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'Atiu's traditional name is Enua Manu, the 'Land of Birds' or 'Land of Insects' - so-named, one legend relates, because only birds and insects lived here when it was first discovered. Numerous legends tell of early settlers arriving by canoe and of visits by legendary Polynesian navigators from Raiatea and Tahiti (in the Society Islands) and Samoa.

'Atiuans were renowned as the greatest warriors of the Cook Islands and specialised in creating bloody havoc on all their neighbouring islands - Ma'uke and Mitiaro had a particularly bad time of it, but 'Atiu also managed to find time to raid Rarotonga and Mangaia, though with considerably less success. 'Atiu, Ma'uke and Mitiaro are sometimes referred to by the traditional name of Nga Pu Toru (the Three Roots) due to their geographical proximity - you could fly from one island to the other in under 10 minutes (or at least you could if Air Rarotonga ran any flights between the islands). For much of their recent history Ma'uke and Mitaro were ruled by ariki (chiefs) from 'Atiu, a trend that continued right to the turn of the 20th century, when New Zealand officially took control of the Cook Islands.

The European discovery of 'Atiu is credited to James Cook, who sent three of his boats ashore on 3 April 1777 to procure supplies. His men spent a long day being entertained (and pickpocketed) by the 'Atiuans, but effectively returned empty-handed. At one point, when a large oven was being prepared, Cook's Tahitian hitchhiker, Omai, became convinced their hosts were preparing to eat them, though the 'Atiuans expressed shock at the mere thought of such an idea - but given their predilection for throwing the natives of Ma'uke and Mitiaro into the earth oven, you have to wonder at their ingenuousness. With his men safely back on board, Cook left and managed to find provisions on the neighbouring island of Takutea, where he left 'a hatchet and some nails to the full value of what we took from the island'.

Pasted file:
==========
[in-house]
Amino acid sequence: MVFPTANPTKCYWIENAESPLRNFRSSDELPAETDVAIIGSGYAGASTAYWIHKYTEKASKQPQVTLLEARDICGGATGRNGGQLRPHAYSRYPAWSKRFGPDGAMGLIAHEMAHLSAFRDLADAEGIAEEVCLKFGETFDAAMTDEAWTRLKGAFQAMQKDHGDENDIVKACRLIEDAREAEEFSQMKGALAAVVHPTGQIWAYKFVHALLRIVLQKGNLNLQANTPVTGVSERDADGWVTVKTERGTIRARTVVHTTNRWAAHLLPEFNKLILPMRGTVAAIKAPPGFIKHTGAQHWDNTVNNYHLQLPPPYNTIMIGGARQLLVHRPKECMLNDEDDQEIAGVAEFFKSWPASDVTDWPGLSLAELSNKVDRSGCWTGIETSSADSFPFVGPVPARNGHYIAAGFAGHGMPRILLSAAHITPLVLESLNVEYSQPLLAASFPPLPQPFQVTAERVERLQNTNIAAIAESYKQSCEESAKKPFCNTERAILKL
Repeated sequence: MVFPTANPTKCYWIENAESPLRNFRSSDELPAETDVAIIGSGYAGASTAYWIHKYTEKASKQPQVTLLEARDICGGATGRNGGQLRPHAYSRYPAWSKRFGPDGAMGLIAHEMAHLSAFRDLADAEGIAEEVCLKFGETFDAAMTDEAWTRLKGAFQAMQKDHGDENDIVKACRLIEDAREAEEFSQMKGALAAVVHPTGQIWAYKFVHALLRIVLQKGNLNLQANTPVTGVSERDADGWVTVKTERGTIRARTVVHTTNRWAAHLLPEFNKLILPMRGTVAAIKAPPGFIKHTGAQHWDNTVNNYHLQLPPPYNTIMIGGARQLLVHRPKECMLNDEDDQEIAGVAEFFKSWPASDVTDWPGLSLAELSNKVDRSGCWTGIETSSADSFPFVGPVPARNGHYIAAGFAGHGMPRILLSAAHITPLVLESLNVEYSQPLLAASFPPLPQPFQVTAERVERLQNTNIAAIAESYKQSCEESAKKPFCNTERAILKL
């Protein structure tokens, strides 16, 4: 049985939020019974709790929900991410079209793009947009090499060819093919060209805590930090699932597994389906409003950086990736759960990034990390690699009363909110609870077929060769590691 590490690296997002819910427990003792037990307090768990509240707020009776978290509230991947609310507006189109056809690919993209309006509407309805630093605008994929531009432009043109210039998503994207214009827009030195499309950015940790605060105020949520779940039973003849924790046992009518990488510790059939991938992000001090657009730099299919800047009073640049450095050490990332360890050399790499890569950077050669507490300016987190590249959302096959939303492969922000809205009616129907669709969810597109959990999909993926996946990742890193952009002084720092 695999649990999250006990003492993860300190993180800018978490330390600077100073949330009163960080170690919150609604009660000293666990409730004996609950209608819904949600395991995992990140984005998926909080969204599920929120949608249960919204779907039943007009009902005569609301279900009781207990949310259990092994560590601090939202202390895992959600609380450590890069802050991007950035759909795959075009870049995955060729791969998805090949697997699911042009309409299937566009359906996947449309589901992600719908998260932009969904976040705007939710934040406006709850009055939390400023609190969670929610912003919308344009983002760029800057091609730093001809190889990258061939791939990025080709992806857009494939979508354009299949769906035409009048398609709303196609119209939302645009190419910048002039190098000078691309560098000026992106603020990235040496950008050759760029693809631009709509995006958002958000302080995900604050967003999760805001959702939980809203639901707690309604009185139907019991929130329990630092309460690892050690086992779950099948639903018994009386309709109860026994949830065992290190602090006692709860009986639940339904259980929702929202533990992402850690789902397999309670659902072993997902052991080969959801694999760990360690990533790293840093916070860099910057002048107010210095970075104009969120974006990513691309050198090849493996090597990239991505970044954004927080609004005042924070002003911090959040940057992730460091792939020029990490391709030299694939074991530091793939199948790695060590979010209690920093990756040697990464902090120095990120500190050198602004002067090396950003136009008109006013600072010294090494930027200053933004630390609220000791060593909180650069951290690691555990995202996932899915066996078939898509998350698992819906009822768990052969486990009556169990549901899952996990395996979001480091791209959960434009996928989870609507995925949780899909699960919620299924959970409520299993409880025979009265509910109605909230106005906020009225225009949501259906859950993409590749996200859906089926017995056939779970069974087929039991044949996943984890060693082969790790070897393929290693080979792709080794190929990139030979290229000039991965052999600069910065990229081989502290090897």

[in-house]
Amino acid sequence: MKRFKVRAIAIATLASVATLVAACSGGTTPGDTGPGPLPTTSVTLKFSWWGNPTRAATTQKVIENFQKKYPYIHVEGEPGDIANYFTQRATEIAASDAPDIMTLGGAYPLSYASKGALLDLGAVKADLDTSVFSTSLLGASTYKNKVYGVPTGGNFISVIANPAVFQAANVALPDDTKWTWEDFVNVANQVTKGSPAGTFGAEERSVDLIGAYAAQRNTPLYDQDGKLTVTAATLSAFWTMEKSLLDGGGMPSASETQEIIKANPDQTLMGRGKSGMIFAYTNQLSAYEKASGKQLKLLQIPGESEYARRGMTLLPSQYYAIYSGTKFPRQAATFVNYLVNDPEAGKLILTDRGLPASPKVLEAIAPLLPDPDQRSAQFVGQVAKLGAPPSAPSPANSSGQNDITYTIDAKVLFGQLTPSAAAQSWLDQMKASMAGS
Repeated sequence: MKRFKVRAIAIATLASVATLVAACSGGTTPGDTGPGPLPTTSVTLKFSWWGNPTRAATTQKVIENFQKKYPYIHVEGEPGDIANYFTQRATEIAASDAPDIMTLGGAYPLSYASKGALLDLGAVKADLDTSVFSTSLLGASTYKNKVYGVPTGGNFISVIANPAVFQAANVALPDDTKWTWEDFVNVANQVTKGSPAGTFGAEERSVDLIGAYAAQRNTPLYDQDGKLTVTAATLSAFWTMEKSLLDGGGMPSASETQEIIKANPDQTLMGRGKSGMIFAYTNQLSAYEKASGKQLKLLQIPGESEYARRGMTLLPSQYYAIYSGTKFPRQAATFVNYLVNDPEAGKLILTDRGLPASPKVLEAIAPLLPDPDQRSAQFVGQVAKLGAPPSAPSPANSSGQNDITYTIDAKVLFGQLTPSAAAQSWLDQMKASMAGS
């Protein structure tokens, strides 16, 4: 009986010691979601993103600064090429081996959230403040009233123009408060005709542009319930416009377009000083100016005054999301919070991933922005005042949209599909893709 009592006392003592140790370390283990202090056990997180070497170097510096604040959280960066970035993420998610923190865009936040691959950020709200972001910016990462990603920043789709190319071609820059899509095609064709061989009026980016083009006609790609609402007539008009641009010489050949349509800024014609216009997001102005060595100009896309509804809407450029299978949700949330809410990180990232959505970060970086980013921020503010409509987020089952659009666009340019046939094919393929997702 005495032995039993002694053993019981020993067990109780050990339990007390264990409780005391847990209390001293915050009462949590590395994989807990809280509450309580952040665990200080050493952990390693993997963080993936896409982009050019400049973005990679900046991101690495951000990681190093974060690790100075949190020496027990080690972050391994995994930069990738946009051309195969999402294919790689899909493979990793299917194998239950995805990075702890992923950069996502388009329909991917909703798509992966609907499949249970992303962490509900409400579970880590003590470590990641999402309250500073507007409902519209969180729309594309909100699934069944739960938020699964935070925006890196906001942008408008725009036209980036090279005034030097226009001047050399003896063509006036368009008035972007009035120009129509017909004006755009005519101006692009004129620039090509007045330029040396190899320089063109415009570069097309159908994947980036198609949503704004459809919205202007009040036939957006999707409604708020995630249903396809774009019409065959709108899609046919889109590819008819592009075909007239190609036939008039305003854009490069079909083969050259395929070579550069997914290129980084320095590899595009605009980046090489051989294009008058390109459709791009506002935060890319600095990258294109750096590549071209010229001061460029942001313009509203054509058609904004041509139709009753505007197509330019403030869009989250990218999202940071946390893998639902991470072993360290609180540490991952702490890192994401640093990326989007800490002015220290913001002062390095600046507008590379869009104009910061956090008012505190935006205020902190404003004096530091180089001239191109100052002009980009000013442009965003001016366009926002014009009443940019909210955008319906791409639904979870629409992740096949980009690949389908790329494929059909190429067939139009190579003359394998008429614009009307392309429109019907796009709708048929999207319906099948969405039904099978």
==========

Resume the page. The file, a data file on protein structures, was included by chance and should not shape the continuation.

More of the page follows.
The Reverend John Williams turned up on 19 July 1823 while searching for Rarotonga. Williams was accompanied by an ariki from Aitutaki, who informed the leading 'Atiuan chief, Rongomatane Ngaka'ara Ariki, that Aitutaki had already converted to Christianity and that many of the gods there had been destroyed. Rongomatane took the mission party to his personal marae (possibly Orongo Marae on the island's west coast) and challenged them to eat the sugar cane from a sacred grove. When the missionaries ate the cane and did not drop dead on the spot Rongomatane became an instant convert, ordered all the idols on the island burnt and told his people to listen to the missionaries' teachings. With Rongomatane's navigational assistance, Williams then sailed on to find Rarotonga, the island he had been searching for over two years.

The missionaries subsequently made occasional visits to 'Atiu from Tahiti but in 1836 the Tahitian convert Papeiha was sent back from Rarotonga and started the serious work of bringing Christianity to the island.

Gospel Day is still celebrated on 'Atiu on 19 July every year, often with nuku (traditional plays) acting out the drama of how the gospel came to 'Atiu.